As more people are getting outside, a lot are feeling the return of seasonal allergies. And pollen levels have been high recently due to the dryer than normal weather.
But there’s more science to that.
“What climate change is doing - it’s starting our seasons at different times. So our Spring season, allergy season, is starting earlier and actually it’s kind of even lasting longer,” said KSBY Chief Meterologist Dave Hovde.
Hovde says climate change has lengthened the time for plants’ growing seasons. And they’re producing more pollen and allergens.
According to PollenLibrary.com, in San Luis Obispo County, there are nearly 17- different types of pollen at play. So, different areas of the Central Coast affect allergy symptoms differently.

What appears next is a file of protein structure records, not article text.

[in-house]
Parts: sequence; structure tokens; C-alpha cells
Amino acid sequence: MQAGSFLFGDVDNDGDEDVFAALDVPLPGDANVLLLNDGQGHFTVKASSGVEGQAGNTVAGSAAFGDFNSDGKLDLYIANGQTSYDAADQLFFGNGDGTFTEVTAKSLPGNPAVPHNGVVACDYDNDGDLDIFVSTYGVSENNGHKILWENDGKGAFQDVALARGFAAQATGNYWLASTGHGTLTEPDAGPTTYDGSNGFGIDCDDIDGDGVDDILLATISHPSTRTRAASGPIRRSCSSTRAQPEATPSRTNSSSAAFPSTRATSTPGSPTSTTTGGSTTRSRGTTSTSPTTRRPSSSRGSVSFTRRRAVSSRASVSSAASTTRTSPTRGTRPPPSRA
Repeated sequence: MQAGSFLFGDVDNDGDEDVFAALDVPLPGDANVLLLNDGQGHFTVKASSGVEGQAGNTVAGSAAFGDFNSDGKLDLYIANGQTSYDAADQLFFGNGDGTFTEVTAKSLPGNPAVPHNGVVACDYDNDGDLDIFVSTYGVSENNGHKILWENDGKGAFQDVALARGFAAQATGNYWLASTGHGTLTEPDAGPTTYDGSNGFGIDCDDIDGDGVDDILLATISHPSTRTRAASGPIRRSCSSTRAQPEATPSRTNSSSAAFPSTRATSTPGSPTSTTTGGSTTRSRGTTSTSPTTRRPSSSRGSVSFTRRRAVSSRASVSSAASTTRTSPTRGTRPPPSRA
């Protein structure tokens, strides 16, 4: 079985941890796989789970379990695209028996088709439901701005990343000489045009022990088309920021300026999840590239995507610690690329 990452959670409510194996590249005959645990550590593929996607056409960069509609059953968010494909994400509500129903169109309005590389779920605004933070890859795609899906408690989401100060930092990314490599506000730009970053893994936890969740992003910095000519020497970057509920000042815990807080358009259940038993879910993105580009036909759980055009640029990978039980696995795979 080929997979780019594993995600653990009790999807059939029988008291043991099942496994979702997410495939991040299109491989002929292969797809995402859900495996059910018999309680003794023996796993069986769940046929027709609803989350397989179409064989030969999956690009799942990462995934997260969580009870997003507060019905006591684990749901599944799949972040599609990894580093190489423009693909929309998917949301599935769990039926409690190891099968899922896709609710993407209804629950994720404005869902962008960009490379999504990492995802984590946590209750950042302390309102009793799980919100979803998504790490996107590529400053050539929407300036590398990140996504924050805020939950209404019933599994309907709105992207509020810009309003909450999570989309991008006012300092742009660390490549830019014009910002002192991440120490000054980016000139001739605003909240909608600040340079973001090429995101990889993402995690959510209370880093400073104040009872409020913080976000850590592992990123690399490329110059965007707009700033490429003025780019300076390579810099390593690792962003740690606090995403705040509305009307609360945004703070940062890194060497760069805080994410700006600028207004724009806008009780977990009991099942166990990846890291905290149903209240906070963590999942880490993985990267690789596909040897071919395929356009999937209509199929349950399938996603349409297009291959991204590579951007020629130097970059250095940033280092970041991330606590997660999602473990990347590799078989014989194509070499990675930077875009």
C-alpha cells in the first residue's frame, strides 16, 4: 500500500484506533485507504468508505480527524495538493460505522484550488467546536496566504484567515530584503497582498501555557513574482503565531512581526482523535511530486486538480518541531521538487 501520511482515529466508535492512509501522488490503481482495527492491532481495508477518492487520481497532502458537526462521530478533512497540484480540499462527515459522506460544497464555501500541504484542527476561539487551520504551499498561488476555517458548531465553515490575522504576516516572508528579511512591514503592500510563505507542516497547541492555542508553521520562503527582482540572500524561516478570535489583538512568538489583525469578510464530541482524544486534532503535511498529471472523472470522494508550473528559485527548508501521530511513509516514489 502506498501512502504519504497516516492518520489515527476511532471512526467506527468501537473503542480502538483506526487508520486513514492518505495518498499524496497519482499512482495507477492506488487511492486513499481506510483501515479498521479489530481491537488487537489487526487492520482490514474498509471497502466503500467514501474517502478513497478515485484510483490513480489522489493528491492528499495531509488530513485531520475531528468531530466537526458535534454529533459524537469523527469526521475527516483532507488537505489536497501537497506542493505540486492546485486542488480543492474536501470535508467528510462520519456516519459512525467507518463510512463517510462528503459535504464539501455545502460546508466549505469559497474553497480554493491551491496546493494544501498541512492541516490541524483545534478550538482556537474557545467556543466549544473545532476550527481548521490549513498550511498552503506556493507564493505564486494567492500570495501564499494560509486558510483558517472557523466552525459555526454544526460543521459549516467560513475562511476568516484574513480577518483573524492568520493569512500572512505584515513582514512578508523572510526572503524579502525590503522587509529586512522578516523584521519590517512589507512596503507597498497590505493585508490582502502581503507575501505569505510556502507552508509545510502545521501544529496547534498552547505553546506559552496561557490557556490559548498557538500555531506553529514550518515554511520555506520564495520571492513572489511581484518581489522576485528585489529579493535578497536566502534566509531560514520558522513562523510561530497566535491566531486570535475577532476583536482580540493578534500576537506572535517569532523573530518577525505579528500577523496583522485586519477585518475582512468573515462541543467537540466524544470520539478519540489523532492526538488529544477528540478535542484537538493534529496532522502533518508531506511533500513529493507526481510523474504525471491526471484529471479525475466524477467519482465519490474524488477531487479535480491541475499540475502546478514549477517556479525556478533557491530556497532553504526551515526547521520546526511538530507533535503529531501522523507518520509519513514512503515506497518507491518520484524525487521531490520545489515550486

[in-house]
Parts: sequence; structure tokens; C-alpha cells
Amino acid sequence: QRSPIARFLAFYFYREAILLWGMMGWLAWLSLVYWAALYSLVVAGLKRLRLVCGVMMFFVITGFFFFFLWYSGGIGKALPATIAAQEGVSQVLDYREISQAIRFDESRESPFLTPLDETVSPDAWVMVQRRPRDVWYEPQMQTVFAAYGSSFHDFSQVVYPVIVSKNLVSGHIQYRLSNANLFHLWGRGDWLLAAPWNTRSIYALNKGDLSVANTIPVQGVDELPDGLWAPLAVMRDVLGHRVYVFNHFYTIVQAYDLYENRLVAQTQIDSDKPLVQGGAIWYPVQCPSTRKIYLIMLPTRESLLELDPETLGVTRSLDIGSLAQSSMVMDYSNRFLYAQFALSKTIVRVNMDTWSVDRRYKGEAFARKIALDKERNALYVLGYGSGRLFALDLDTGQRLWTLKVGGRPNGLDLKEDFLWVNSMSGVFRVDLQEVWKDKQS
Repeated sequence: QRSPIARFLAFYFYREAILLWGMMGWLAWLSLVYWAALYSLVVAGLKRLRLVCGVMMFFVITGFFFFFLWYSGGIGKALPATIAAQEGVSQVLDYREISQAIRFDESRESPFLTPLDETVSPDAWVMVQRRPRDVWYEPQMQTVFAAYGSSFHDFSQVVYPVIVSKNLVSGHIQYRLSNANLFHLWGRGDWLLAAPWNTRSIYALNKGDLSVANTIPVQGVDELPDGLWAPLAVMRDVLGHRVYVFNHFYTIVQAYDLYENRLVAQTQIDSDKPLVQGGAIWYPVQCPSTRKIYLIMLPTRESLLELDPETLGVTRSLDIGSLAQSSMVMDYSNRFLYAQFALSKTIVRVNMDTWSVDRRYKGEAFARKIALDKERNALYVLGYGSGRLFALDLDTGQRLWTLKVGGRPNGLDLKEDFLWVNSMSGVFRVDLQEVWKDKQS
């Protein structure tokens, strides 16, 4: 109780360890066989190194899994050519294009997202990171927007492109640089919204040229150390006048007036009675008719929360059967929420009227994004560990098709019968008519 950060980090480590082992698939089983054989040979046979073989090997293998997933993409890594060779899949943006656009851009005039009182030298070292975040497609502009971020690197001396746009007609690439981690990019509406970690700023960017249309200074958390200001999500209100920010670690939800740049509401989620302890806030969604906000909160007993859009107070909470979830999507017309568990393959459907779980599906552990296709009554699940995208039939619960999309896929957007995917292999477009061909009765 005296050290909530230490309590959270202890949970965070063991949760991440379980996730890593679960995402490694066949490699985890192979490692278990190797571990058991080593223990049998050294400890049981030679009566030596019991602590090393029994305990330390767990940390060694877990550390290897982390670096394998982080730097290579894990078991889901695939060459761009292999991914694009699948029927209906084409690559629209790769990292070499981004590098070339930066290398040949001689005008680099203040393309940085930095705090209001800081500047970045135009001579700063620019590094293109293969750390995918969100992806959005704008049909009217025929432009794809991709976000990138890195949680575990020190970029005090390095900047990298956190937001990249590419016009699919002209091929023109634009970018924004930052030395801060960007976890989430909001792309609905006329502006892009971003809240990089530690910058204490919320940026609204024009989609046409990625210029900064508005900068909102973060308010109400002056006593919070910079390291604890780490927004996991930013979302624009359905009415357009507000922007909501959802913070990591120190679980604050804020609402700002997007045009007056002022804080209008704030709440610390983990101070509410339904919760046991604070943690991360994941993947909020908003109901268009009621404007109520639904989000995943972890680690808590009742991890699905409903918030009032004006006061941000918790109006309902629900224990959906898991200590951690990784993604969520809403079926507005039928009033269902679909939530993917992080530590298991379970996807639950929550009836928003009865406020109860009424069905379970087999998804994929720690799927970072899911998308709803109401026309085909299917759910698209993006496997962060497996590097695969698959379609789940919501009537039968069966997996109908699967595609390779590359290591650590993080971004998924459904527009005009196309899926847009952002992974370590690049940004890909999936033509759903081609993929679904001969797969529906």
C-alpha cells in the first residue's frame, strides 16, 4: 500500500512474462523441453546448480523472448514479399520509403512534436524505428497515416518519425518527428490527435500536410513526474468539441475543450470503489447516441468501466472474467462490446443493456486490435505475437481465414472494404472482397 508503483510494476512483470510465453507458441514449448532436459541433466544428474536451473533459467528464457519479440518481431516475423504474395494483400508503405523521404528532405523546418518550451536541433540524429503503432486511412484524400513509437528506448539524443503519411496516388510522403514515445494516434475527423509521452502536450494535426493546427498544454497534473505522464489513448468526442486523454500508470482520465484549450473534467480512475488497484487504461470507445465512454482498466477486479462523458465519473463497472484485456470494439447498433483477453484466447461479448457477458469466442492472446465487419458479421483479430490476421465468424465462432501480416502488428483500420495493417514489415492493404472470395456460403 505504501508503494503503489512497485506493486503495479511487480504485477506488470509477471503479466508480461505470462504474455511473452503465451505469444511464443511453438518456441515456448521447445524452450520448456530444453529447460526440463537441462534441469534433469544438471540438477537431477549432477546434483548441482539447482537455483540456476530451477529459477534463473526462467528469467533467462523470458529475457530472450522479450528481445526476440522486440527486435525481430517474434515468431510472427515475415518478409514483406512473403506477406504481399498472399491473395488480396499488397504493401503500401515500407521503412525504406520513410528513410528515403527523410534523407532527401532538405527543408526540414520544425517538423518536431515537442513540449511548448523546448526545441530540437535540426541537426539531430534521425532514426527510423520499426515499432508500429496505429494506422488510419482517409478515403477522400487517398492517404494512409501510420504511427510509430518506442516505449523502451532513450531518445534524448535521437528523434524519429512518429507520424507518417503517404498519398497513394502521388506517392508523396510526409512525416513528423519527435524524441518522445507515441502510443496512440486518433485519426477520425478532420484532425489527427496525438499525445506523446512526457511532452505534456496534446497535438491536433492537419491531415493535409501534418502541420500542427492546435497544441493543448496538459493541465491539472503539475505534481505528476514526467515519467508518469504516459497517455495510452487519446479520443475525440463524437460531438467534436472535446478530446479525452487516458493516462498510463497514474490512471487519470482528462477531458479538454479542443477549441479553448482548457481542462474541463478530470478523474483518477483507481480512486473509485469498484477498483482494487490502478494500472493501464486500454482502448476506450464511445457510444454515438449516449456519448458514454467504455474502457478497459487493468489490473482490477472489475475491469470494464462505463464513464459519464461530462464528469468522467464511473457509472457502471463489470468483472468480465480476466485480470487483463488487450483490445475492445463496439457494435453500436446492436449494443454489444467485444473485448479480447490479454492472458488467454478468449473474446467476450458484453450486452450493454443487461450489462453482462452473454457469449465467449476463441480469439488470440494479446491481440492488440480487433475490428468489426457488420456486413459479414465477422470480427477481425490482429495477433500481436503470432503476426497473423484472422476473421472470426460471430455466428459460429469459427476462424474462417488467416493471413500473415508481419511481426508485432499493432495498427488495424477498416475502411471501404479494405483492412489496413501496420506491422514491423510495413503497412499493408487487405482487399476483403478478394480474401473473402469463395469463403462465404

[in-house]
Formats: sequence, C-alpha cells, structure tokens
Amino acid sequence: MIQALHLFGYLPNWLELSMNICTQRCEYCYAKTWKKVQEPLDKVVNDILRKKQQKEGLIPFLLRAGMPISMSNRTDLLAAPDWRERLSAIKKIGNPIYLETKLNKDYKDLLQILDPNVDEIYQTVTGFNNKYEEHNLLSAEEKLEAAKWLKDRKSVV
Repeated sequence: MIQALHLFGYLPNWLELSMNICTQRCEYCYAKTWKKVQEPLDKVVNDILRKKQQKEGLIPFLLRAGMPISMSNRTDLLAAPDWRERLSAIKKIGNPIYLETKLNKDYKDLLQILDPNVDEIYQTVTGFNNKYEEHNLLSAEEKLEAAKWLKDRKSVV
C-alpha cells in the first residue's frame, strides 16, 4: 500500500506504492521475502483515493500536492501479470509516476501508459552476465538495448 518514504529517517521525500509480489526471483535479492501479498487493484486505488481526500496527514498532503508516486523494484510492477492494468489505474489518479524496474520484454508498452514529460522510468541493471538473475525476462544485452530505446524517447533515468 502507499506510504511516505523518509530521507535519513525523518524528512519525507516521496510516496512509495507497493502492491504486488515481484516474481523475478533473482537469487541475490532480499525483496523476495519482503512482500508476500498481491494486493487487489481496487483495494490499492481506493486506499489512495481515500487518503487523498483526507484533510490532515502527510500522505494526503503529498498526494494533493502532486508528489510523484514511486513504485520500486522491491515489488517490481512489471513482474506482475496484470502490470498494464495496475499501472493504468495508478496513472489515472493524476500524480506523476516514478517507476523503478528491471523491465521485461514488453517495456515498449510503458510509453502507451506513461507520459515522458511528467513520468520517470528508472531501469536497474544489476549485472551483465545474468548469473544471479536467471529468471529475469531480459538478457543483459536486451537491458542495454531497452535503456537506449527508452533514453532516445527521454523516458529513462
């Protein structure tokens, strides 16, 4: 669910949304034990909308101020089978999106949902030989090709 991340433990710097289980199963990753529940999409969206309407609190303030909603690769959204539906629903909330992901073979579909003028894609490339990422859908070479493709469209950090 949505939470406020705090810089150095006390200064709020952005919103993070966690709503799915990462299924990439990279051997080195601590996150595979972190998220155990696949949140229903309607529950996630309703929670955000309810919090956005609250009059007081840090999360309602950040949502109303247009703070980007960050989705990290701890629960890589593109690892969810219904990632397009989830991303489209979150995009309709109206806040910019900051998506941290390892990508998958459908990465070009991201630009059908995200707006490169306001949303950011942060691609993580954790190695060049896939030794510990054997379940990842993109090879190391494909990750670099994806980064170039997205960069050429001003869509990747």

“At the Coast, we get the kind of mold type things we have to deal with. With the inland areas, we get dust. We get weeds. We get the tree pollens,” said Hovde.
Allergy, asthma and immunology specialist, Dr. Janet Kershaw-Mclennan, says she’s seeing many common allergy symptoms like itching eyes, sneezing, nasal congestion, fatigue and asthma symptoms.
It’s also important to not confuse allergy symptoms with COVID-19 symptoms, as both are prevalent issues in the community.
“Having a runny nose and congestion, even losing sense of smell can happen with allergies. So we know of those as potential Covid symptoms. The main difference is people with allergies have itching,” said allergy, asthma and immunology specialist Dr. Vincent Tubiolo.
But one thing that symptoms from allergies and the coronavirus have in common is that doctors say masks do help.
“It is still socially acceptable to wear a mask outside if you really want to experience the pleasure of being outside and you’re concerned about the pollen and mold allergy,” said Dr. Tubiolo.
Central Coast allergists advised that those with allergies start with over-the-counter remedies like antihistamines and nasal sprays. If allergy symptoms persist, they even recommend allergy shots.